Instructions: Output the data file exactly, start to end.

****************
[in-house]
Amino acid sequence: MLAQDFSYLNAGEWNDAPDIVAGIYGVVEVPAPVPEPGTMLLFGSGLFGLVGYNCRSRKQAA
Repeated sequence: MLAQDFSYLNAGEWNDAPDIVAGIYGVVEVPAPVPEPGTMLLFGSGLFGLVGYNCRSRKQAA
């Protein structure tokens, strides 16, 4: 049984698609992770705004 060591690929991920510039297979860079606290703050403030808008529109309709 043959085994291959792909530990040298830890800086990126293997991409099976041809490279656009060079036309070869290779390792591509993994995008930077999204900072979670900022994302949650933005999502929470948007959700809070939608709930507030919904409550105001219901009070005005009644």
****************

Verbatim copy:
[in-house]
Amino acid sequence: MLAQDFSYLNAGEWNDAPDIVAGIYGVVEVPAPVPEPGTMLLFGSGLFGLVGYNCRSRKQAA
Repeated sequence: MLAQDFSYLNAGEWNDAPDIVAGIYGVVEVPAPVPEPGTMLLFGSGLFGLVGYNCRSRKQAA
């Protein structure tokens, strides 16, 4: 049984698609992770705004 060591690929991920510039297979860079606290703050403030808008529109309709 043959085994291959792909530990040298830890800086990126293997991409099976041809490279656009060079036309070869290779390792591509993994995008930077999204900072979670900022994302949650933005999502929470948007959700809070939608709930507030919904409550105001219901009070005005009644």